Why you should hire a professional proofreader – and whom to pick

“Most writing could be better. Not just a little better – significantly better … A little attention to the final details can kick ‘pretty good’ to ‘magnificent’.” (D Bnonn Tennant)

Why should you hire a professional proofreader before you make public your carefully crafted words? The quotation from D Bnonn Tennant above says it all – attention to detail makes a difference.

I assume you’ve written whatever it is that you’ve written because you wanted to communicate an idea to others – perhaps those words aim to entertain (novel, magazine), educate (thesis, monograph, journal article), inform (business report), sell a product (website, marketing brochure), or persuade (job application form, CV). It’s essential those words work for you, that their meaning is understood.

Writing is about communicating …

When you put words on paper (or online) you’re no longer just a writer – you’re also a messenger. However, every error you make distracts your reader from your message. The more mistakes you make, the more your message becomes clouded. Conversely, every error you don’t make allows your reader to sail, rather than stumble, through your text. Sailing really is the best way. Readers should “feel” the message in your words; they should be able to absorb the whole meaning rather than having to pick their way through each word, clause or sentence.

Right is quiet; wrong is loud

“Writers: get your work proofread. Your readers won’t thank you if you do, but they’ll damn you if you don’t.” That was my final message in an interview with editor and author Eva Blaskovic.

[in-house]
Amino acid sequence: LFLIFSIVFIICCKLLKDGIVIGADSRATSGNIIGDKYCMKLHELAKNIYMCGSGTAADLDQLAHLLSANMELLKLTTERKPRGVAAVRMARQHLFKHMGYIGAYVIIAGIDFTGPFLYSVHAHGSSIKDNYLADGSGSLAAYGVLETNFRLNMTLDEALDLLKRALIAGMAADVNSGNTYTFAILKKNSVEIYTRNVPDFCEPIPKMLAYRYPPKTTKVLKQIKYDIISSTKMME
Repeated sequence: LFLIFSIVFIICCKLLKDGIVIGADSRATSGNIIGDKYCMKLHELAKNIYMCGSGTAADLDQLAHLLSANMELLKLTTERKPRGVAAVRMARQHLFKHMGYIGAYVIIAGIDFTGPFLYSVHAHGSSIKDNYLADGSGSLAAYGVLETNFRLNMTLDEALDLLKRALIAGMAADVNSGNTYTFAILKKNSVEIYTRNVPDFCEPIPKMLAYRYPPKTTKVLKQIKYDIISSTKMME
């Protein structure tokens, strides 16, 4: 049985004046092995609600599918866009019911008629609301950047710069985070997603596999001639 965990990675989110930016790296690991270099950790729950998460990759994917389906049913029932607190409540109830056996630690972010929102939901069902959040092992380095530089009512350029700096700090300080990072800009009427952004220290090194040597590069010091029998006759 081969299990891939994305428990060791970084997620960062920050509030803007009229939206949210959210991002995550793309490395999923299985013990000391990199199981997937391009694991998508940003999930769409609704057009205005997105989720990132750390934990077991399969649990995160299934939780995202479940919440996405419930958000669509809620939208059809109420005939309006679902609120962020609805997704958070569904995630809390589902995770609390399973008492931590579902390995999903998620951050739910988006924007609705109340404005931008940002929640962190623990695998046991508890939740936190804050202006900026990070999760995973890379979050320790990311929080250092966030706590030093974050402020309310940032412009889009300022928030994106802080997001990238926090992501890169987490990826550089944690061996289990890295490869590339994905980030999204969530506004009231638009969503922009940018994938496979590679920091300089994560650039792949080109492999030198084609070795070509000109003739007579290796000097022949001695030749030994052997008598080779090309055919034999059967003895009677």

Perfect punctuation doesn’t leap out of the page and smack readers in the face. The bibliographic entry that’s rendered properly won’t have your audience emailing you to thank you for making it so easy for them to locate the primary references you used when writing your valuable research. No one will congratulate you for numbering all your tables and figures appropriately, nor for ensuring the cross-references relate to the appropriate entry in the bibliography. Someone you’ve cited won’t tell all their friends and colleagues that you spelled their name correctly. There’ll be no celebrations because you managed to name your protagonist consistently throughout your novel. And don’t expect applause because you managed to get that very important “l” in “public”, “h” in “thanks” or comma in “Come on, Eileen”.

Alas, it’s only the howlers that fly off the page, each one screaming, “I’m over here – look at me!” At best they irritate; at worst they generate a lack of interest. Somewhere in the middle lies confusion. And let’s face it – if you’ve taken all that time to communicate your message using the written word, none of those options is what you’re aiming for.

Should you do it yourself?

Of course you should – initially. Bear this in mind, though: your errors never leap out at you in the way they do to others. Writers are so connected with their own message that they often see what they want to say rather than what they’ve actually said.